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Discussion Starter · #1 ·
The thing is, many people don’t even start out correctly learning how to master the trigger. In other words, they don’t put their finger on the trigger in the proper place from the beginning and that obviously affects the rest of their shooting.
I thought this was worth sharing

Where to Put Your Finger on the Trigger? - USA Carry
 

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It works for me to use the middle of the first pad of my trigger finger, if I use the crease I usually pull the shot to the left.
 

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Discussion Starter · #3 ·
It works for me to use the middle of the first pad of my trigger finger, if I use the crease I usually pull the shot to the left.
I totally agree, all my life I have been taught to use the first pad so it hear that he is saying the first joint is surprising
 

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Me 3 for pad shooting. I believe the joint was useful for the heavy double action revolvers.
 

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Pressing the trigger with the center of the first pad is as deep as I can go without pulling to the right
 

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That's just not what I've been worried about when I'm shooting. I've never been schooled on proper trigger finger placement. I'll have to check and see what I use as my comfortable shooting position, and perhaps try some modification to see if it helps my accuracy.
 

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First pad on the trigger finger works quite well for me also. When I go any farther than that, I have a tendency to pull right. (I'm a lefty)
 

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Discussion Starter · #10 ·
over the years I have seen different shooting styles but the most controversial is pulling the trigger with the middle finger and using the index finger to aim with.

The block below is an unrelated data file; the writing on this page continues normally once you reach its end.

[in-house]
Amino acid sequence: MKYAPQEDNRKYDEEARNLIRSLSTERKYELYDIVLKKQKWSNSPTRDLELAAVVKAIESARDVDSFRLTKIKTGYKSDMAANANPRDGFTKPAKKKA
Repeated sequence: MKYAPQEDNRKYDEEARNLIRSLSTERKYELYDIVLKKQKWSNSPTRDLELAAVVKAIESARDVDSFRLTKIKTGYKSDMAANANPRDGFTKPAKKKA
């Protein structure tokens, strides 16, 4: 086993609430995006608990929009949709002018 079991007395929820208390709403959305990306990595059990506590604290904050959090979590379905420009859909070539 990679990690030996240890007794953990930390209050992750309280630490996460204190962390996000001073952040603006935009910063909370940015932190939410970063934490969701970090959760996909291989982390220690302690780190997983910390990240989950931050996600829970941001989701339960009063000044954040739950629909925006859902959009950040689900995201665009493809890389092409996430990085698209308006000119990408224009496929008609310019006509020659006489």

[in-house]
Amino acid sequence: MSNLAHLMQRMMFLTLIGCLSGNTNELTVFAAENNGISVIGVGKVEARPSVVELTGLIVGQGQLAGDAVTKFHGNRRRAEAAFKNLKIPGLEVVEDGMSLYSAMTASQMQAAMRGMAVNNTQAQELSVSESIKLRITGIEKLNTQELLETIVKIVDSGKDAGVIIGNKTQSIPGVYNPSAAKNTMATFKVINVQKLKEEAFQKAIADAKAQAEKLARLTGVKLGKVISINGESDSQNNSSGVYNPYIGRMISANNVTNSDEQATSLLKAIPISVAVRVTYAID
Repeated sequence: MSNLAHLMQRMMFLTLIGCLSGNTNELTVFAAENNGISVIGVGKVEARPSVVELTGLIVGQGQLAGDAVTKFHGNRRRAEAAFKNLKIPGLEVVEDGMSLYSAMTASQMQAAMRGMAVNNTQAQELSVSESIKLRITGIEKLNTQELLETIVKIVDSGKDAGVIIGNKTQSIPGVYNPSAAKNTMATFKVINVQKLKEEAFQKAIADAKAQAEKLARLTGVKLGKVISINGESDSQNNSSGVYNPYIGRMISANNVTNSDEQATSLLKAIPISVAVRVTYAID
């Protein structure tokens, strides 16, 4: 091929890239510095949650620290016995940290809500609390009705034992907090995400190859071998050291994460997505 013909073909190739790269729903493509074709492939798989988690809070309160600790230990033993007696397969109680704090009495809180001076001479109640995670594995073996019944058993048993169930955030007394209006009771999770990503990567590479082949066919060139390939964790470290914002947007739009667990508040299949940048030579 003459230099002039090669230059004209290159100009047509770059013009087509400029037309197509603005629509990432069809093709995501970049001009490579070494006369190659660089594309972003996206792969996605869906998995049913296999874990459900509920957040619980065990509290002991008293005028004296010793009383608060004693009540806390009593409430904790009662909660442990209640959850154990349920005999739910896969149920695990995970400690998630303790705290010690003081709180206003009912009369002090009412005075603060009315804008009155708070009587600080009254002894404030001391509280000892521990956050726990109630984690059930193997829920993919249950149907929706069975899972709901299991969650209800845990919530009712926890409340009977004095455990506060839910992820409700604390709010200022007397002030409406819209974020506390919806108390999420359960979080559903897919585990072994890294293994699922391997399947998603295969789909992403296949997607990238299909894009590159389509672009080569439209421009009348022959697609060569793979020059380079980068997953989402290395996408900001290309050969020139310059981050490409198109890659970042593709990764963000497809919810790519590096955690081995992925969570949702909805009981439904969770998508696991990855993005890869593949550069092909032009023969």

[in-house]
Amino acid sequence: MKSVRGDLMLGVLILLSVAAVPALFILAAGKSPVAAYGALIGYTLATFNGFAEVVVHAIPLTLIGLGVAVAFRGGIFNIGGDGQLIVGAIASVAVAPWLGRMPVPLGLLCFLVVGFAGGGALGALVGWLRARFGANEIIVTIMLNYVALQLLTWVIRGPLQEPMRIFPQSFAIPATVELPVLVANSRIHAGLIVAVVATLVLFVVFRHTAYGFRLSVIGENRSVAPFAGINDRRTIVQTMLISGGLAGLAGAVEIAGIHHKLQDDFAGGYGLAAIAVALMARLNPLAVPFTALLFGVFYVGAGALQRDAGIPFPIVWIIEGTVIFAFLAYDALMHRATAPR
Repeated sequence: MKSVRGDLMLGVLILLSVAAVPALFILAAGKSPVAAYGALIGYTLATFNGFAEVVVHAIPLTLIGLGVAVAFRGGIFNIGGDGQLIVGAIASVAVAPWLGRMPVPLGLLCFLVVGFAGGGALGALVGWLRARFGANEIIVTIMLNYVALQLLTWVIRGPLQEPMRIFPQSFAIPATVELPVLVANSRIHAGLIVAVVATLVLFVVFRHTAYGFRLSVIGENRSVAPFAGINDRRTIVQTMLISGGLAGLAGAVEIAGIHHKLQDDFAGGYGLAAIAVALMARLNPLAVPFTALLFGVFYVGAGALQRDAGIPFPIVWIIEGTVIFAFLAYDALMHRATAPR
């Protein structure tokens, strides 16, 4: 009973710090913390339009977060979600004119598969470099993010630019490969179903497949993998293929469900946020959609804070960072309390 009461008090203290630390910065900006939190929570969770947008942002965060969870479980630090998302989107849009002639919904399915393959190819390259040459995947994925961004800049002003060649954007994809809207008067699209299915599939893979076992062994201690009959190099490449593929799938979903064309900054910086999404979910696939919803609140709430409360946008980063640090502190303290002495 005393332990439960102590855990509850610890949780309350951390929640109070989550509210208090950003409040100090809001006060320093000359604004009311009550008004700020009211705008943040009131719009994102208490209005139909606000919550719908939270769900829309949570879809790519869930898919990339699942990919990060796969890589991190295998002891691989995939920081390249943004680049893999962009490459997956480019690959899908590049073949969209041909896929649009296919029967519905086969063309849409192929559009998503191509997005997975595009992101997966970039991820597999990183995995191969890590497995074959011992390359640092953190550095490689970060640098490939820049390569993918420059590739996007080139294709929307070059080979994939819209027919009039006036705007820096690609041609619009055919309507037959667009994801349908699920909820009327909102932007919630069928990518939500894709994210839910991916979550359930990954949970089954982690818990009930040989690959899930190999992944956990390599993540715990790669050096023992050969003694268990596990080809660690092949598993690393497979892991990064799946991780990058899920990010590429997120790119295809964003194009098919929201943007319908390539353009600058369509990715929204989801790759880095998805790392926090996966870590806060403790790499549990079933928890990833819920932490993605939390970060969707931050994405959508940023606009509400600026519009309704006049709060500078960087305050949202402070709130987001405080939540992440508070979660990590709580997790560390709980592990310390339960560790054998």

How to Point and Shoot or P&S - wikiHow
 

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Discussion Starter · #12 · (Edited)
I have tried the P&S thing but it goes against everything I was tough so it’s a real fight to do it
 

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That's what I'm sayin'...between the years in the Army, and years of civilian shooting/training...can't even entertain such a thought...
 

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However, nationally known firearms instructor Massad Ayoob is someone who uses the crease of the first knuckle and he’s an excellent shot. So here’s what I recommend you do the next time you go to the shooting range:
I think with the extensive training and thousands of dollars of ammo if you could stick your entire hand in the trigger up to your elbow you could shoot great too. The point is basics. In a stressful situation you more likely to revert to muscle memory from your training of proper finger placement.
 

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A cop friend in Washington DC way back in the day when they traded out their revolvers for the G-17 gen 1 he was given one for on duty and was able to buy 3 thru the department for personal use at the department price. He called to see if I was interested in one and I said sure. We did it leagle as we met at our local gs he gave the gun to the manager, I gave him the money and then paid like 10 buck for the transfer and paperwork. I took it to the range and learned REAL fast I hated Glocks. I could not shoot the broadside of a barn. So I traded it in for something I really dont remember what.Now lets move ahead to 1999. I was going shooting one saturday with a few of my own guns and decided to rent a G-19. This is the first time I held a Glock since my first one. While shooting the 19 I was having the same problem so I figured either I was a BAD shot or the gun was just junk. As luck would have it the gunsmith was in the range testing a gun he had done some work on and I asked him what in the heck am I doing wrong. I shoot all my other guns just fine. He said run another mag and I will watch you. He stoped me after the 4th round and said let him try something. I gave it to him and he droped the mag out and took the one out of the chamber and then showed me the way he does it. This is when I learned the proper finger pad position for the Glock and then we loaded it back up and what a differance that made. Since 1999 I have owned a few Glocks. Currently I own 2 and there will be more. Sorry if this was a little long winded. Dave
 
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